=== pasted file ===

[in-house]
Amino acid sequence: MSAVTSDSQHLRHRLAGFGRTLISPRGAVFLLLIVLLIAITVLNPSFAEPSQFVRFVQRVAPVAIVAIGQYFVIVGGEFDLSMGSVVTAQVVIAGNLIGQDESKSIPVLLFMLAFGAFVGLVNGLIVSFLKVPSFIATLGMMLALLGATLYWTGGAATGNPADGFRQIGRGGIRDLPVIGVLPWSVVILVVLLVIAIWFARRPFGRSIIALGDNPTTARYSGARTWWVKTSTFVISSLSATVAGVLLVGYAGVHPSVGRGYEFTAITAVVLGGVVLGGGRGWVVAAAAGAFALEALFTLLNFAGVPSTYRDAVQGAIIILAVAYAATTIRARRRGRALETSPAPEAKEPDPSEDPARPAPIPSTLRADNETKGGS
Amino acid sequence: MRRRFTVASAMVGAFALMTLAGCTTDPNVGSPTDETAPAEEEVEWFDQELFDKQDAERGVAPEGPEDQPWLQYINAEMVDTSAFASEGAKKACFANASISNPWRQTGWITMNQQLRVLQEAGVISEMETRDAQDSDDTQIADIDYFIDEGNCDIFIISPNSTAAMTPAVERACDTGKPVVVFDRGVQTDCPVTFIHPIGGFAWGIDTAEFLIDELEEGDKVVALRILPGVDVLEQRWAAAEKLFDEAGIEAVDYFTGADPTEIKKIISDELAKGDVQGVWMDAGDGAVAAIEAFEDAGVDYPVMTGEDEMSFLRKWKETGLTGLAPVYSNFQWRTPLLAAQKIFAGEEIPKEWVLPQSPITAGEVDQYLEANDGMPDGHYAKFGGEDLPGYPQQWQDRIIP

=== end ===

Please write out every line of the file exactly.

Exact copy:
[in-house]
Amino acid sequence: MSAVTSDSQHLRHRLAGFGRTLISPRGAVFLLLIVLLIAITVLNPSFAEPSQFVRFVQRVAPVAIVAIGQYFVIVGGEFDLSMGSVVTAQVVIAGNLIGQDESKSIPVLLFMLAFGAFVGLVNGLIVSFLKVPSFIATLGMMLALLGATLYWTGGAATGNPADGFRQIGRGGIRDLPVIGVLPWSVVILVVLLVIAIWFARRPFGRSIIALGDNPTTARYSGARTWWVKTSTFVISSLSATVAGVLLVGYAGVHPSVGRGYEFTAITAVVLGGVVLGGGRGWVVAAAAGAFALEALFTLLNFAGVPSTYRDAVQGAIIILAVAYAATTIRARRRGRALETSPAPEAKEPDPSEDPARPAPIPSTLRADNETKGGS
Amino acid sequence: MRRRFTVASAMVGAFALMTLAGCTTDPNVGSPTDETAPAEEEVEWFDQELFDKQDAERGVAPEGPEDQPWLQYINAEMVDTSAFASEGAKKACFANASISNPWRQTGWITMNQQLRVLQEAGVISEMETRDAQDSDDTQIADIDYFIDEGNCDIFIISPNSTAAMTPAVERACDTGKPVVVFDRGVQTDCPVTFIHPIGGFAWGIDTAEFLIDELEEGDKVVALRILPGVDVLEQRWAAAEKLFDEAGIEAVDYFTGADPTEIKKIISDELAKGDVQGVWMDAGDGAVAAIEAFEDAGVDYPVMTGEDEMSFLRKWKETGLTGLAPVYSNFQWRTPLLAAQKIFAGEEIPKEWVLPQSPITAGEVDQYLEANDGMPDGHYAKFGGEDLPGYPQQWQDRIIP